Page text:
I therefore, a prisoner for the Lord, urge you to walk in a manner worthy of the calling to which you have been called, with all humility and gentleness, with patience, bearing with one another in love, eager to maintain the unity of the Spirit in the bond of peace (Eph 4:1-3).
Note that last phrase especially: the unity of the Spirit in the bond of peace. Paul’s exhortation to the church in Ephesus is one that we need to hear again and again. As long as Christians remain united, working solidly together, there is nothing impossible in the Lord’s work. Unfortunately, the opposites of this—envy, strife, jealousy, rivalry, disunity, and division—are very common and have been extremely costly to the cause of Christ through the centuries. And as Ephesians implies, this problem existed from the very beginning.
Consider how much Paul deals with the problem of factionalism in his first letter to the church in Corinth, just a few short years after it began. I appeal to you, brothers] by the name of our Lord Jesus Christ, that all of you agree, and that there be no divisions among you, but that you be united in the same mind and the same judgment. For it has been reported to me by Chloe’s people that there is quarreling among you, my brothers (1 Cor 1:10-13). He continues a bit later, But I, brothers, could not address you as spiritual people, but as people of the flesh, as infants in Christ. I fed you with milk, not solid food, for you were not ready for it. And even now you are not yet ready, for you are still of the flesh. For while there is jealousy and strife among you, are you not of the flesh and behaving only in a human way? (1 Cor 3:1-3). There are numerous others references to division in the congregation, from the lawsuits of chapter 6 to the abuses of the Lord’s Supper in chapter 11. And, interestingly, if you read the First Letter of Clement—one of the oldest Christian documents outside the NT, probably dating to the end of the first century—written from an elder in Rome to the same church in Corinth, he deals with the same sins of strife in the church!
The point is that this sin of rivalry is all too common, both in the world and even among God’s people. The twelve quarreled about who would have the prime position in the Kingdom of God. In the earliest days of the church, the dissension between Jewish and Gentiles Christians was a hugely difficult problem, detailed both in Acts and a number of Paul’s letters. And that’s on top of the personal conflicts within the church that we have hints of in the NT.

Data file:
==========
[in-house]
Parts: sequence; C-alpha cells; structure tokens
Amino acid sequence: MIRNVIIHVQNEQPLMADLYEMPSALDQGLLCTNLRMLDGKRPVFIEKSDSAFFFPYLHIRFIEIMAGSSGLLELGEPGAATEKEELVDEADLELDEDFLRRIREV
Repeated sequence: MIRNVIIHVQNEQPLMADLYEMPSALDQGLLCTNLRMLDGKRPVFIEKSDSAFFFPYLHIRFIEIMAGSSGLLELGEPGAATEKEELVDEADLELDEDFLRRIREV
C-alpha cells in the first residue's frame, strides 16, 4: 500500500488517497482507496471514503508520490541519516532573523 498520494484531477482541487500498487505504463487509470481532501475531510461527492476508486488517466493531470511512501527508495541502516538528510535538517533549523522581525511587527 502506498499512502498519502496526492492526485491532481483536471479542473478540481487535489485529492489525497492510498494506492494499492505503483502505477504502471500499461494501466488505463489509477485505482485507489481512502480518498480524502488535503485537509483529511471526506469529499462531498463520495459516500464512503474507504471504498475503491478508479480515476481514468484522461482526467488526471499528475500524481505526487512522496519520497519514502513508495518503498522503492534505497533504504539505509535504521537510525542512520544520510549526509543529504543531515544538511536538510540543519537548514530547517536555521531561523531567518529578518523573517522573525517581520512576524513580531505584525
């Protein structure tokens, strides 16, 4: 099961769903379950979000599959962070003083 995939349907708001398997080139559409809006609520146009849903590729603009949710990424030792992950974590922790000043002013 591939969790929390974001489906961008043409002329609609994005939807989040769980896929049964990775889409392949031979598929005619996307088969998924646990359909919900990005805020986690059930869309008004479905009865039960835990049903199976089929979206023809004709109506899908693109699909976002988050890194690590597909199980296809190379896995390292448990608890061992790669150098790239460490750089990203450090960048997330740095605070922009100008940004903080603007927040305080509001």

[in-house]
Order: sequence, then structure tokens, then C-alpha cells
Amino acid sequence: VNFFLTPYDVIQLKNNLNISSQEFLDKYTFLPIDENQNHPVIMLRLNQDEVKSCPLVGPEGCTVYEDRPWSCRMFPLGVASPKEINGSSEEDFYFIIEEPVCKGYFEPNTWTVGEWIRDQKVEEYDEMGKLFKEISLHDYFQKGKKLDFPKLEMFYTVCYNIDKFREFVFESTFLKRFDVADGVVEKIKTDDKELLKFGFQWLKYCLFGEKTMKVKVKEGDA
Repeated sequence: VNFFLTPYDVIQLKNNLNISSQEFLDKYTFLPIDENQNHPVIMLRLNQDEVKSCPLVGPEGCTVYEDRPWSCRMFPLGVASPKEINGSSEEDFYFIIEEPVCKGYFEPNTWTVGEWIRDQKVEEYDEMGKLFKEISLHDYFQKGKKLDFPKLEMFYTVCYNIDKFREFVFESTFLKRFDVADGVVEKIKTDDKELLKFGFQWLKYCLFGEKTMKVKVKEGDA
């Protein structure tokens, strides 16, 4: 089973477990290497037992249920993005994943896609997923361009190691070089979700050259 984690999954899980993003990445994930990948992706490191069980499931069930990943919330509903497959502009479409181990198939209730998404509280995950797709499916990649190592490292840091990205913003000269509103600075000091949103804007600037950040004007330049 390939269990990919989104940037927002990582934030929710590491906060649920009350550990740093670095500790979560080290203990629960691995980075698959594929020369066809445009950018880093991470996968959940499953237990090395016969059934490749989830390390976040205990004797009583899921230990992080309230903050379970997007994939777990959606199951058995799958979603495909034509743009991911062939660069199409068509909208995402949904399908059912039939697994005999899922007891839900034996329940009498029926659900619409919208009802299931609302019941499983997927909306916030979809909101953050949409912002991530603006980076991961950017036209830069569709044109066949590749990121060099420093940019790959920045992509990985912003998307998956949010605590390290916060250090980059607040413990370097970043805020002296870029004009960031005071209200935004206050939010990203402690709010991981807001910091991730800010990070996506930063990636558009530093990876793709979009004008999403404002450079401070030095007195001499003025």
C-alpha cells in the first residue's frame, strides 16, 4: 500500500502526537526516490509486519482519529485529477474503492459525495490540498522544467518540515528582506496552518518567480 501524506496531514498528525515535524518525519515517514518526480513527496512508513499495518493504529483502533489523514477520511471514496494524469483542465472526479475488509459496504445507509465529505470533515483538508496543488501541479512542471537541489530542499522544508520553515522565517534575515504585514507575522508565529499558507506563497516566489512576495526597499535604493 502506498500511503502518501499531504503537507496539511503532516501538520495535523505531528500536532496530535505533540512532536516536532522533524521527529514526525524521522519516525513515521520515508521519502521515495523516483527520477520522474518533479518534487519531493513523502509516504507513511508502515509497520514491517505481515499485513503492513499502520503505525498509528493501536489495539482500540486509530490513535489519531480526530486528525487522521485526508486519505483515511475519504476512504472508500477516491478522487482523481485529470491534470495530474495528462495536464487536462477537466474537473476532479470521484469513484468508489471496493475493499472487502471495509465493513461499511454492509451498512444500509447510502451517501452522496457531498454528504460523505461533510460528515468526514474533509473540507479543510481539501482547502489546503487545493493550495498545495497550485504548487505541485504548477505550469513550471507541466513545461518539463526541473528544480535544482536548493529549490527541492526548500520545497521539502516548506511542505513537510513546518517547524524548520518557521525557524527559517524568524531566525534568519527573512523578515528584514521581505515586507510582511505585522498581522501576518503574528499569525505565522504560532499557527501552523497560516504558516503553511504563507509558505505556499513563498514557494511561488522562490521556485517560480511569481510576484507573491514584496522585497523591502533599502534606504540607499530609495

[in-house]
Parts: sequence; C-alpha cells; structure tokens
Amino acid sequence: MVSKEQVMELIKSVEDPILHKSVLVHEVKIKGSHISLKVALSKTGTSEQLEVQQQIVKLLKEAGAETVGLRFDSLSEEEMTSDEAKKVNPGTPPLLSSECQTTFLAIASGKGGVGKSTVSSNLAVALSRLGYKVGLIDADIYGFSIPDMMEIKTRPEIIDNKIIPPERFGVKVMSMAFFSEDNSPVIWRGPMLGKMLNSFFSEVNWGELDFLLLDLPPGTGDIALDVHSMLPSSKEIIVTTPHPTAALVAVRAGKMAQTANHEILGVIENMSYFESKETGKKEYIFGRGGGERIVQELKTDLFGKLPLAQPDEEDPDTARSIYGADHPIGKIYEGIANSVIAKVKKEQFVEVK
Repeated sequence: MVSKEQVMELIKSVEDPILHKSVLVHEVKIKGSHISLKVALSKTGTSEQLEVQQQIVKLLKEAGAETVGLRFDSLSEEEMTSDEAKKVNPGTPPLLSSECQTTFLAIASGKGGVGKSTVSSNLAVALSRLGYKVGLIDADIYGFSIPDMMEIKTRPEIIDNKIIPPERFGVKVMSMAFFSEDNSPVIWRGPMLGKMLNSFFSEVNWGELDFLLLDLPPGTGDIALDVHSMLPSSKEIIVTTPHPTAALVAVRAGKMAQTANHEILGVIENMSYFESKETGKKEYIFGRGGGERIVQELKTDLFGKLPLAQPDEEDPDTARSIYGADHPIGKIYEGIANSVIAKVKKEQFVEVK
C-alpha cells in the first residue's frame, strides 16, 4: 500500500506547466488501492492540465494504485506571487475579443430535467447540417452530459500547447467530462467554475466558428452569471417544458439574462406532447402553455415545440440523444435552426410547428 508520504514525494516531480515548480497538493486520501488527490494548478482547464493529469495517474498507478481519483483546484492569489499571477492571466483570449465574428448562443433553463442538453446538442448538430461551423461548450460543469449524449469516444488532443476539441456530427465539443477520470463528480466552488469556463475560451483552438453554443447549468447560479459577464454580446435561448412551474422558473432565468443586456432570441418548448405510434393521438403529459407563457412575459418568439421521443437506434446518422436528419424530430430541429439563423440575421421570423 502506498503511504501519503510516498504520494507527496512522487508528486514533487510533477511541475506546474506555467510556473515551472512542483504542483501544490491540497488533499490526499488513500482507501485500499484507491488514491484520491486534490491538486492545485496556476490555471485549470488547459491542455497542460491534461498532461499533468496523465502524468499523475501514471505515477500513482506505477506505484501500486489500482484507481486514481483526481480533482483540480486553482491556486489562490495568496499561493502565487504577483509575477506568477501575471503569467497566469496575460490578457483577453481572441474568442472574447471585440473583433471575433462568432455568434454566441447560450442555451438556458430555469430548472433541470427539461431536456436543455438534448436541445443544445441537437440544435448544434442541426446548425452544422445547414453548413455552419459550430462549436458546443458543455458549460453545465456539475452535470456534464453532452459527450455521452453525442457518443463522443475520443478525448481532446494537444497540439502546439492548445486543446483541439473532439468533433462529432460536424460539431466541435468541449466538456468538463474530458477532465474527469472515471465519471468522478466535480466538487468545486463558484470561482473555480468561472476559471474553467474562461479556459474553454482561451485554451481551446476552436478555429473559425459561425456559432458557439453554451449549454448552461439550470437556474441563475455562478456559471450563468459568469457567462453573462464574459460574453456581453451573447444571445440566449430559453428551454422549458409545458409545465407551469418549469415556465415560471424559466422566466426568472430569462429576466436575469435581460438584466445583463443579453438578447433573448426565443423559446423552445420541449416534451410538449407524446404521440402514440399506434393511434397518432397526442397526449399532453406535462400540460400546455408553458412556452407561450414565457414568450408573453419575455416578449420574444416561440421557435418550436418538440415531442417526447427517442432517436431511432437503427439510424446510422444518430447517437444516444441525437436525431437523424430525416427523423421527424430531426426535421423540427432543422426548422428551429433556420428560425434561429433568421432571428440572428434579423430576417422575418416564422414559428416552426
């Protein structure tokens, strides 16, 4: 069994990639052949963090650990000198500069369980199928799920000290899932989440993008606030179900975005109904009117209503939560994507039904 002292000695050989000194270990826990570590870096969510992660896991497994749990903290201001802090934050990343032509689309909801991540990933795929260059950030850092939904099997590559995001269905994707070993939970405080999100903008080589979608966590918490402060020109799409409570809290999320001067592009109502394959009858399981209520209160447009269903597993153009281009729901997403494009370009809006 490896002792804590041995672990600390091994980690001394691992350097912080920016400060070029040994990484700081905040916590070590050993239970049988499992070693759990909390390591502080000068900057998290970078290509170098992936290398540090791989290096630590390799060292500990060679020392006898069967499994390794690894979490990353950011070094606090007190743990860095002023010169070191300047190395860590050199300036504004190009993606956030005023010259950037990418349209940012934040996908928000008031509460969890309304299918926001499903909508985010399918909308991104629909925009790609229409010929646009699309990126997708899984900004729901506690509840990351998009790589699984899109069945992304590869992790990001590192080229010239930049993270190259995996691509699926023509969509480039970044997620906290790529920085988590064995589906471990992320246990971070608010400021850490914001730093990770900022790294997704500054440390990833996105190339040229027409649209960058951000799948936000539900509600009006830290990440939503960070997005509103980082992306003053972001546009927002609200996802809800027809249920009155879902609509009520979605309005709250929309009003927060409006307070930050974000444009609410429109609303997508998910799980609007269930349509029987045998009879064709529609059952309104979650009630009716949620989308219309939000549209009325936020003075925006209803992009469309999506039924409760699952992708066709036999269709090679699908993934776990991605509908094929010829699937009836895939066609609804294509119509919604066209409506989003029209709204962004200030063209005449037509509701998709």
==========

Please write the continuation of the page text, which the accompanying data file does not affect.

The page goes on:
And rivalry continues to be a problem today. Sometimes we see it within a family: between husband and wife, or siblings, or parents and children. Sometimes one family dislikes another family. Sometimes it is between individuals; I have seen preachers estranged from each other because of professional jealousy, or elder who could not work together in peace. Even whole congregations have become jealous of each other instead of realizing they are “playing for the same team.”
Envy, strife, and jealousy are among the greatest problems that we face. And our culture only reinforces that, embedding the competitive spirit deeply within us. We teach our children to compete vigorously for better grades, higher honors, athletic achievements. With that ingrained in us, as adults we compete for jobs, for promotions, for possessions, for prestige.
The root problem of all of this is too great a concern for self and too little for others. Instead, listen to what Paul writes to the church in Rome: For by the grace given to me I say to everyone among you not to think of himself more highly than he ought to think, but to think with sober judgment, each according to the measure of faith that God has assigned. For as in one body we have many members, and the members do not all have the same function, so we, though many, are one body in Christ, and individually members one of another. Having gifts that differ according to the grace given to us, let us use them: if prophecy, in proportion to our faith; if service, in our serving; the one who teaches, in his teaching; the one who exhorts, in his exhortation; the one who contributes, in generosity; the one who leads, with zeal; the one who does acts of mercy, with cheerfulness (Rom 12:3-8). There are fingers, hands, arms, toes, feet legs, eyes, ears, and all the rest in the body—and each is necessary and important to the body as a whole. There is no need for strife among members of the physical body! And there isn’t among members of God’s spiritual body: the church.
The antidote for division is Christian love: love for God and love for neighbor. Pau reaches his climax on this theme just a couple of verses later. Love one another with brotherly affection. Outdo one another in showing honor (Rom 12:10). May we all strive to cultivate that instead of rivalry, and maintain the unity of the spirit in the bond of peace.